“No, don’t, I’m begging you. I don’t want to go.”

I began to cry. The image of Ali all alone, bedridden in some hospital came to mind. Or the time when father was working at the dock and a load of lumber fell on his leg, crushing it. They didn’t give him the right treatment in the hospital. His leg became infected, and he developed a fever. I remembered clearly how much pain he was in, so much he passed out when they rubbed his leg with ointment. He didn’t make a peep, though. I was four years old then and noticed mother using some excuse to go to a corner and cry. When the crying stopped, she would join father.

Recalling these things made me miss Ali and father even more. I wished they were with me. All other miseries seemed trivial to me compared to what they went through. It made me angry to have to leave the city just because of a minor wound. I found myself saying, “God, why now? You let me drive out the Iraqis. Then You rob me of my arms and legs.”

Again I said, “Martyrdom was all I wanted from You. Look what You’ve granted me instead? I can’t take it.”

Next I let the invader Iraqis have it, shouting, “Goddamn you to hell! Why couldn’t you have used the 230 mm mortars instead of the 60s and finished me off?”

The good-natured nurse broke into my reverie. “My, my! Look how alert we are! Today we’re feeling much better than yesterday.”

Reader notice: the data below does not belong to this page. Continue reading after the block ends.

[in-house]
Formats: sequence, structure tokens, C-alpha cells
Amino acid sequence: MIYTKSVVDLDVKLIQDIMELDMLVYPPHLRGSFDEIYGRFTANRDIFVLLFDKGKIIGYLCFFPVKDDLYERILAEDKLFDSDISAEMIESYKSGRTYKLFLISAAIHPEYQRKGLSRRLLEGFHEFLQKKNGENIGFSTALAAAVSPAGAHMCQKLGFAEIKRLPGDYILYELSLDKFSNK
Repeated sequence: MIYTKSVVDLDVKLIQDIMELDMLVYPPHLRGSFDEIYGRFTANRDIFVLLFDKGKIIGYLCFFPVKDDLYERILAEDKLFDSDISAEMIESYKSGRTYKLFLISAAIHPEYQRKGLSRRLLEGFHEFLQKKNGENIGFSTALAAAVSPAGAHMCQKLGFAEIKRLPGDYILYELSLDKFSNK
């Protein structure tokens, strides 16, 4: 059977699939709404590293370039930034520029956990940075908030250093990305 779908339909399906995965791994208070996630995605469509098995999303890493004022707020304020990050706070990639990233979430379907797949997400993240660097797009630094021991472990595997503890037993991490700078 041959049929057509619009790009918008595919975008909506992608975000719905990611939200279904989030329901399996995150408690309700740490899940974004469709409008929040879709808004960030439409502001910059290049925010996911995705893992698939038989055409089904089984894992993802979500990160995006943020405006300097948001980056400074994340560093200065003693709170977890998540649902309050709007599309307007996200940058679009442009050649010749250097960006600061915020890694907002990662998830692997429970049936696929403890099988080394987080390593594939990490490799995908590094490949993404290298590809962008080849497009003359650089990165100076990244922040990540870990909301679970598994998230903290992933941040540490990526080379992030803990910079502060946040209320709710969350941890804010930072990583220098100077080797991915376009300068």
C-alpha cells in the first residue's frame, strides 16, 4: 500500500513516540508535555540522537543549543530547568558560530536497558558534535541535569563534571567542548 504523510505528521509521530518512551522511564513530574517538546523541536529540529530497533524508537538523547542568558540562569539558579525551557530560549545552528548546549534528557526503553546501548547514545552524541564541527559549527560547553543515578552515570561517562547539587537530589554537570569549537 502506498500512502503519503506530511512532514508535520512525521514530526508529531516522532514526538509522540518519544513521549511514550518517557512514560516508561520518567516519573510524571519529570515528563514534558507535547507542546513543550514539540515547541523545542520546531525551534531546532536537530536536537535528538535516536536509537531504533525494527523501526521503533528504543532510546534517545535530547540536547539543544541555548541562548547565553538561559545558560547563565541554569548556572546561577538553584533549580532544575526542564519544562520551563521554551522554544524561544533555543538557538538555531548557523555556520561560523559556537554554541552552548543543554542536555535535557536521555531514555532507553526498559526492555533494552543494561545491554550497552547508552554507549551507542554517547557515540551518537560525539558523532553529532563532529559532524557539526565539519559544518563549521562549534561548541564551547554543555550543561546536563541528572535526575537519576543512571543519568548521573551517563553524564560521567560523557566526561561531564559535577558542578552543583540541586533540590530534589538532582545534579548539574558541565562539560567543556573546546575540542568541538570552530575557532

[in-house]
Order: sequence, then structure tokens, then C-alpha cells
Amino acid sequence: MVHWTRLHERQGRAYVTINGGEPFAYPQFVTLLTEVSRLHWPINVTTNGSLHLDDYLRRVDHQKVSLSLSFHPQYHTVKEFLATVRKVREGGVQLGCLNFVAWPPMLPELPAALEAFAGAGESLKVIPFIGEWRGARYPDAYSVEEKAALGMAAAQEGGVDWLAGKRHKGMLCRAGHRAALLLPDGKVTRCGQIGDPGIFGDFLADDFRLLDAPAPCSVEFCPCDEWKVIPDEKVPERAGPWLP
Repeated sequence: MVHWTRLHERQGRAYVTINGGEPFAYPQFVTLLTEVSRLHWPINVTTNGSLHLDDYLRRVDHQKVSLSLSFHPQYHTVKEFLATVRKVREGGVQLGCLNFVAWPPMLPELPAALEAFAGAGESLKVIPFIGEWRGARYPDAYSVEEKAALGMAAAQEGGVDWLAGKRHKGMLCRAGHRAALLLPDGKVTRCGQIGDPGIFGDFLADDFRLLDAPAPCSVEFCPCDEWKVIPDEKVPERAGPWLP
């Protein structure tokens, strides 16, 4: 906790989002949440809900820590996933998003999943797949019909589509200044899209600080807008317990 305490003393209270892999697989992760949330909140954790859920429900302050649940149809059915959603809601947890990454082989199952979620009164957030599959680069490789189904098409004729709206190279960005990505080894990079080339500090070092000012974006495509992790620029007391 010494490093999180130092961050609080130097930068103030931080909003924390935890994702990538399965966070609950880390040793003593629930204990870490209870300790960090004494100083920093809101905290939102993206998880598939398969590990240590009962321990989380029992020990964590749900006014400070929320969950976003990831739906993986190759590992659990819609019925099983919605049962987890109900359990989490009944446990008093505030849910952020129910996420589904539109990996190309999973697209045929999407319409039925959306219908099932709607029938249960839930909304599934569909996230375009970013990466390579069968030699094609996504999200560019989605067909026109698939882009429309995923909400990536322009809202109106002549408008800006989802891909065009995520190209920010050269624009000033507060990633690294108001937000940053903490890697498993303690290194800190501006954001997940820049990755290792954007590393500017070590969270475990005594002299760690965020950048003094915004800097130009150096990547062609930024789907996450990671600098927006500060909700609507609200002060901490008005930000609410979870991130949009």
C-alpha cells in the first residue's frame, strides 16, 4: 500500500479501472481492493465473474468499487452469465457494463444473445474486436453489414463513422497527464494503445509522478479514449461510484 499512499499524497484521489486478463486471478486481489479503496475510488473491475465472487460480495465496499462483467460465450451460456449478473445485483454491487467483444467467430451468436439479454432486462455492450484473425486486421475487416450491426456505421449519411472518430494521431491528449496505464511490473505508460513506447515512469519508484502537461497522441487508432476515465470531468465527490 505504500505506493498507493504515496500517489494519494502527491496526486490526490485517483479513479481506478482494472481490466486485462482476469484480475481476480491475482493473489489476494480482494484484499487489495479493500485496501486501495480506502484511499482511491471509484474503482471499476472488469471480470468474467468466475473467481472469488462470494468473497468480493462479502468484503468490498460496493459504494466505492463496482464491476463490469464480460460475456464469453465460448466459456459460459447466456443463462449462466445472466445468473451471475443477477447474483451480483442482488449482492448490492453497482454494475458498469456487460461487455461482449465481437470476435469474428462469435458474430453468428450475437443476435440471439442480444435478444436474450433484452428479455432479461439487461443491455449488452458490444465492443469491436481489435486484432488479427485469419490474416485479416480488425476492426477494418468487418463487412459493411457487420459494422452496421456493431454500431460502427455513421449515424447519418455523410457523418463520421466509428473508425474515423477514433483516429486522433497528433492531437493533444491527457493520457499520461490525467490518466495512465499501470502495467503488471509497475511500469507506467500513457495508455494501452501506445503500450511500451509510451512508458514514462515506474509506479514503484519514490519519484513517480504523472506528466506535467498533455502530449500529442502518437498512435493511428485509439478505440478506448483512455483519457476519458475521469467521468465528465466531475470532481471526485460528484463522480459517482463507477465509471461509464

Then she detached the serum and transfusion drips from my arm. I was no longer bleeding, but my toes were blue and swollen. I wanted to roll up into a ball and would have given anything for a bite to eat, but I was ashamed to admit it. “Are you here to give me another drip?” I asked.

“No,” she said. “You can have solid food now.”

She got a biscuit and handed it to me. I was chewing it when Zeynab, Leila, Zohreh, Sabah, Hoseyn, and Abed Mohammadi entered along with the man who had driven me from Sentab. Zeynab ran to me first. She took my head in her arms and kissed it. She asked me, “Girl, what made you go and bring this calamity down on your head? What am I going to tell your mother? Didn’t you think something like this would happen when you went to the front? How much does that poor woman have to endure?”